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8 Jan 2004 : Column 456Wcontinued
Simon Hughes: To ask the Secretary of State for Work and Pensions how many people have died from asbestos-related diseases in London in each year since 1990; and what estimates his Department has made of the number of likely deaths in future years. 
Mr. Browne: The numbers of deaths each year from 1990 in the Government Office Region of London due to mesothelioma, and deaths where the deceased had asbestosis are given in the following table. In addition, it is estimated that for each mesothelioma there are one to two lung cancer deaths due to asbestos.
|Mesothelioma||Asbestosis (without mesothelioma or lung cancer)|
HSE mesothelioma and asbestosis registers.
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Statistical modelling has been used to estimate the future peak number of mesothelioma deaths in Great Britain. Predictions of future deaths are not available for the London region. The annual total number of mesothelioma deaths in Great Britain is expected to peak at around 1,950 to 2,450 deaths some time between 2011 and 2015. (The total number of mesothelioma deaths in Great Britian in 2001 was 1,848; the 175 mesothelioma deaths in London in 2001 represent 9.5 per cent. of this total). It is estimated that the ratio of one to two of the number of asbestos-related lung cancers to the number of mesotheliomas will decrease slightly over time. No estimates have been made of the likely deaths in future years due to asbestosis.
Mr. Frank Field: To ask the Secretary of State for Work and Pensions what proportion of attendance allowance awards were allocated to each disability group as defined by the Department (a) since the new pack was introduced in October 2003 and (b) under the previous system.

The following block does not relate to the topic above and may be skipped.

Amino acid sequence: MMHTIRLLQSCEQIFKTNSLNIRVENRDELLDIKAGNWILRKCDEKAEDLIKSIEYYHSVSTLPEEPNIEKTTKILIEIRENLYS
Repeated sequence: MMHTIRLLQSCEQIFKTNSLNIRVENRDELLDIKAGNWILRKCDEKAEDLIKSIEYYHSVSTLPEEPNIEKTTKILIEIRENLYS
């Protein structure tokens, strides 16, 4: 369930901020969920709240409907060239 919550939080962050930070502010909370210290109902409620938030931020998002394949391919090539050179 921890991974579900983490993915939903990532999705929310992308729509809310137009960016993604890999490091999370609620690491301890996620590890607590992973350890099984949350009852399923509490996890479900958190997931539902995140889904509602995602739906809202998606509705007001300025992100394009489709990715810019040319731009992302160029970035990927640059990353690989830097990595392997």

Mr. Pond: Information on the proportion of attendance allowance awards allocated to each disability group as defined by the Department is obtained from quarterly extracts from the attendance allowance computer system. The last quarterly extract covered the quarter ending 31 August 2003.
|Other unspecified mainly terminally ill||10.5|
|Back painnot specified||0.6|
|Disease of the muscles, bones or joints||3.9|
|Trauma to limbs||0.6|
|Peripheral vascular disease||0.6|
|Motor Neuron disease||(5)0.1|
|Chronic fatigue syndromes|||
|Major trauma other than traumatic paraplegia tetraplegia||(5)0.1|
|Inflammatory bowel disease||(5)0.1|
|Bowel and stomach disease||(5)0.3|
|Multi system disorders|||
1. Figures are in thousands and rounded to the nearest hundred.
2. '' denotes nil or negligible.
3. From November 2002, the methodology for producing these figures was changed to allow statistics to be published much sooner. This has resulted in a small increase in the reported caseload. This is because some cases which have actually terminated but have not yet been updated on the computer system are now included.
4. Figures represent decisions made on new attendance allowance claims only during this period.
IAD Information Centre. 5 per cent. sample.